CABN AMRO Holding Essay

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The parent company of the ABN AMRO consolidated group, ABN AMRO Holding N.V. provides global financial services. In its history of more than one and a half centuries, the company went through a number of mergers and acquisitions. Its origins can be traced back to the Netherlands on March 29, 1824, when Nederlandsche Handel-Maatschappij (Netherlands Trading Society, or NTS) was established. It worked for the Dutch government as a banking concern and also provided finances to industrial houses in the Netherlands and Dutch East Indies. From 1874, the NTS went into banking on a global scale.

In the Netherlands, ABN AMRO’s branches increased significantly after World War II. It merged with Twentsche Bank Vereeniging in October 1964 and came to be known as Algemene Bank Nederland (ABN). In the same year, there was a merger of the Amsterdamsche Bank with the Rotterdam Bank, with headquarters in Amsterdam. The new name was the Amsterdam-Rotterdam Bank (AMRO).

Talks began between ABN and AMRO about the expansion and strengthening of the two banks, whose capital bases were both strong. ABN AMRO Holding was set up on May 30, 1990, and the legal merger became effective on September 22, 1991.

With headquarters in Amsterdam and a network of over 3,500 branches in 63 countries, ABN AMRO became a premier financial institution providing products, asset management, and a diversified array of commercial, investment, and retail banking services. From 1991 to 2007, ABN AMRO ranked among the largest banks, having total assets of $1.3 trillion at the end of 2006. It employed 102,556 persons and served approximately 20 million clients. Its main area of operations were the Netherlands, the U.S. midwest, and Brazil. ABN AMRO went on an acquiring spree and entered into joint ventures in all three areas.

ABN AMRO acquired the Cragin Federal Bank for Savings in Illinois in July 1993. It began to dominate in the American midwest banking sector after also taking over Michigan-based Standard Federal in 1996. After five years, the takeover of Michigan National Corporation strengthened ABN ARMO’s position in the United States even further.

Although ABN AMRO had been making its presence felt in Brazil since 1917, the bank became a more active player after the acquisition of Banco Real in 1998, which was followed by Bandepe and Paraiban. The position was buttressed further after the 2003 takeover of Sudameris bank; ABN AMRO was then the fourth-largest bank in Brazil.

The bank’s other international acquisitions included the London stockbroking firm of Hoare Govett (1992), the Scandinavian investment bank Alfred Berg (1995), and the German banks Delbruck and Co. (2002) and Bethmann Maffei (2003). It had also entered into joint ventures with N.M. Rothschild & Sons of London (1996) and Mellon Bank Corporation of Pennsylvania (1998). In 2006 it was able to hold a majority stake only of Italy’s Banca Antonveneta.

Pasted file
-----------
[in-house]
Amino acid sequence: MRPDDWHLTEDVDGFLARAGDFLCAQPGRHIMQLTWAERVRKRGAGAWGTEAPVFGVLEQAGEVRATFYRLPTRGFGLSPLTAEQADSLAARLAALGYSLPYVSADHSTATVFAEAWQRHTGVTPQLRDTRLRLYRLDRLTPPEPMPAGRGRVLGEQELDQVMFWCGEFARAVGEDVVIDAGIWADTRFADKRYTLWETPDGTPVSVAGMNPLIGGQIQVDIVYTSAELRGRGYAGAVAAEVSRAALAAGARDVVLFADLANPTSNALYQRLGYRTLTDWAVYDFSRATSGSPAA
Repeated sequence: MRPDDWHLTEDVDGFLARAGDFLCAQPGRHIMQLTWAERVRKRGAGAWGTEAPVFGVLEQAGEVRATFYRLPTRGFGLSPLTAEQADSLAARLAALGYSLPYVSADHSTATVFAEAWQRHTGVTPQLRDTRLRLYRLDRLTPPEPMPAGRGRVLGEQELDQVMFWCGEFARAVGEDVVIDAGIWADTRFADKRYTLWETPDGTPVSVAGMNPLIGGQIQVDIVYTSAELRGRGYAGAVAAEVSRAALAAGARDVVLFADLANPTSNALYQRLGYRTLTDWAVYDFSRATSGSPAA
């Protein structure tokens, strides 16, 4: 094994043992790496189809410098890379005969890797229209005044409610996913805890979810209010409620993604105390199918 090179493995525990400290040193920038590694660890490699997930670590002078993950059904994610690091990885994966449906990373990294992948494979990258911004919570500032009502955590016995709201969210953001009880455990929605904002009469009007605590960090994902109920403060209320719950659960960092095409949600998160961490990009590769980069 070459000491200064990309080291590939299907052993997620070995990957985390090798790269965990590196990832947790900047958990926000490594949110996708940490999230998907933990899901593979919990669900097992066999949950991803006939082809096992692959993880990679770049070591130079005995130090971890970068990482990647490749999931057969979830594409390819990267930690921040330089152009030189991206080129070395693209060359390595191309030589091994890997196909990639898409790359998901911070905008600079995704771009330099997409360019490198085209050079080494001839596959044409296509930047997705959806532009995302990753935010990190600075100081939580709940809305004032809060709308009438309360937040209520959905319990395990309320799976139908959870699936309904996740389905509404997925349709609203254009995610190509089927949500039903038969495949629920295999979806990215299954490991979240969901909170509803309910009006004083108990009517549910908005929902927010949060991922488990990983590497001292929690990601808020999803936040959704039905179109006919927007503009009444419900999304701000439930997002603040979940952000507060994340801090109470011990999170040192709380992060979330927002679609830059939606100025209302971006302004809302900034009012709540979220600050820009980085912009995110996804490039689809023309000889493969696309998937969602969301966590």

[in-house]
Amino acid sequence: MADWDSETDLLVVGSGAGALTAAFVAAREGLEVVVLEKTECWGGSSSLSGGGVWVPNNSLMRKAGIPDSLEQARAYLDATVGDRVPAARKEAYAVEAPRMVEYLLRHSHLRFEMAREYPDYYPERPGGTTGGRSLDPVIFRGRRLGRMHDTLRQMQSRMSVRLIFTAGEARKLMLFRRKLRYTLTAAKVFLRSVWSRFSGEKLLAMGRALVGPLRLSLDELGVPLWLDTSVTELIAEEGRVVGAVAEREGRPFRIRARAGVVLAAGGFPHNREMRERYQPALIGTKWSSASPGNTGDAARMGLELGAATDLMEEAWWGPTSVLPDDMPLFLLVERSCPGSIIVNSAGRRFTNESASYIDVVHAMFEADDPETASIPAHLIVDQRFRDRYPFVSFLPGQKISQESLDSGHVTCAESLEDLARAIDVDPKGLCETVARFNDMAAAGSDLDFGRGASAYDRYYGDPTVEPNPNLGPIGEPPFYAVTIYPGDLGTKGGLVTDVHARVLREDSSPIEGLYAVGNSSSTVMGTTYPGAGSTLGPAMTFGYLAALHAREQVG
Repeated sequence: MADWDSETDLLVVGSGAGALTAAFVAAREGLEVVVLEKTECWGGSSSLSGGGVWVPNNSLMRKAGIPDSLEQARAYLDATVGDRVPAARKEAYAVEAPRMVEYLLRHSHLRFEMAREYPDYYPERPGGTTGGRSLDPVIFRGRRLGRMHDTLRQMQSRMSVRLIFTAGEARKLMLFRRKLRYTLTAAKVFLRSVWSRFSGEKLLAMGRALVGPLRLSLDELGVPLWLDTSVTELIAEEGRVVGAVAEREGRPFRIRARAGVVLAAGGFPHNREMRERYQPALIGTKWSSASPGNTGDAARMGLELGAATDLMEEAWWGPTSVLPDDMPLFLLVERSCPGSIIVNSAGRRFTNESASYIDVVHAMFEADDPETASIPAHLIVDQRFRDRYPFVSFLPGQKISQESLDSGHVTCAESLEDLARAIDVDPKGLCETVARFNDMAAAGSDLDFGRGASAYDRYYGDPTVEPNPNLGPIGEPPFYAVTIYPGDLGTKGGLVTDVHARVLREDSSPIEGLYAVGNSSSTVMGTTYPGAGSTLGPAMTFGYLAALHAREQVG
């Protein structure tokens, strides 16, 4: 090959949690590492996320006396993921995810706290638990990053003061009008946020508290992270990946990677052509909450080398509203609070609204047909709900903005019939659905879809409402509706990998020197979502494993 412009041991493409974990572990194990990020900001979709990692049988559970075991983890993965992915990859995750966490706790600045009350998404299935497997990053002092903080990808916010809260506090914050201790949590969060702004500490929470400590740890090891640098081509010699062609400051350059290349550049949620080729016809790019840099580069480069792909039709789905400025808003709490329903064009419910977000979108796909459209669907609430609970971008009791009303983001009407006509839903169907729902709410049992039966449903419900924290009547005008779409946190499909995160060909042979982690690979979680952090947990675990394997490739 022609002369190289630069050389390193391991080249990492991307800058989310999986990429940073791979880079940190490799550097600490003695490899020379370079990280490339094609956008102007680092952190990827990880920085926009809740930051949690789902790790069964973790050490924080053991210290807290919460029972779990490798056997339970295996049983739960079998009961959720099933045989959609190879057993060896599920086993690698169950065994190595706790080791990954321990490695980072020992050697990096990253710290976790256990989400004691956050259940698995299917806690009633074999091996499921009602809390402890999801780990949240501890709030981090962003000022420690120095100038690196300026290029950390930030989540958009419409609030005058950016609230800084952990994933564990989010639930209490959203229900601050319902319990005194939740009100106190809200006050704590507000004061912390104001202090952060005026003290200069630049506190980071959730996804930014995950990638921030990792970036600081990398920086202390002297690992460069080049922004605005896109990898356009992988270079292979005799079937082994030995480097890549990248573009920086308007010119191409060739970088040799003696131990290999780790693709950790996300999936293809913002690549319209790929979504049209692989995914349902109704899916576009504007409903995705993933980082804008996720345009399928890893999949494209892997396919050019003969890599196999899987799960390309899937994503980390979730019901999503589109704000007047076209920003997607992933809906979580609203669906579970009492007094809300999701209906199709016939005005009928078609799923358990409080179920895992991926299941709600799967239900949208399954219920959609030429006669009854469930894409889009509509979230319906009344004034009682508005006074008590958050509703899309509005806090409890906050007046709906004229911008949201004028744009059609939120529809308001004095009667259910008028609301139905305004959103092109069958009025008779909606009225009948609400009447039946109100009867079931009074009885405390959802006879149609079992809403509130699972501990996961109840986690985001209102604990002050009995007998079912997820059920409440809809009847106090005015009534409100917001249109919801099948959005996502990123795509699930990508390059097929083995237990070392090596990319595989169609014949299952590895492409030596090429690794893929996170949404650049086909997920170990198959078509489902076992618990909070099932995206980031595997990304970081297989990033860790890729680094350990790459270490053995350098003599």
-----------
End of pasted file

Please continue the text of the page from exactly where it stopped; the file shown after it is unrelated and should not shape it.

ABN AMRO undertook an overhaul of its organizational structure and by 2006 it had seven Strategic Business Units (SBUs); two international and five regional. Global clients included rich individuals and about 550 multinationals. Regional clients of the SBUs were from the Netherlands, Europe, the Americas, and Asia. ABN AMRO pursued a very high standard of professionalism, and its business principles are to aim at excellence in its services to business partners and shareholders. ABN AMRO has also done considerable work in contributing to sporting events and projects such as the World Tennis Tournament, the Volvo Ocean Race, and Ajax Football.

RFS Holdings (a conglomerate of the Royal Bank of Scotland Group, Fortis, and Banco Santander) became the owner of ABN AMRO in October 2007. The Dutch government then purchased Fortis’s interest in the company on October 3, 2008. It was interested in the SBUs of the Netherlands, private clients, and the International Diamond and Jewelry Group. On October 15, 2008, the finance ministry of the Dutch government appointed its nominee to the supervisory board of ABN AMRO. The Dutch state and the bank would work together for better performance from ABN AMRO. The interim financial report of ABN AMRO Holding ending in June 2008 noted various types of market risks relating to interest, foreign exchange, and equity price. It recorded a profit of about $3,750 million after tax, proving the soundness and vitality of the business. In the present scenario, ABN AMRO Holding has a bright future.


  1. “ABN AMRO—Braveheart Two,” Economist (v.8531/84);
  2. ABN AMRO, The 2007 Guide to SEPA: Becoming a Reality (Euromoney Publications PLC, 2007);
  3. ABN AMRO, (cited March 2009);
  4. “After ABN AMRO: Three Amigos, Only One Conquistador,” Economist (v.8589/88);
  5. “Banking: ABN AMRO Aims to Be One of Asia’s Big Three,” Far Eastern Economic Review (June 18, 1998);
  6. Douglas G. Cogan, Corporate Governance and Climate Change: The Banking Sector: A Ceres Report (RiskMetrics Group Inc., 2008);
  7. Deborah Orr, “Dutch Colonizers—ABN AMRO’s Expansion,” Forbes (June 14, 1999).

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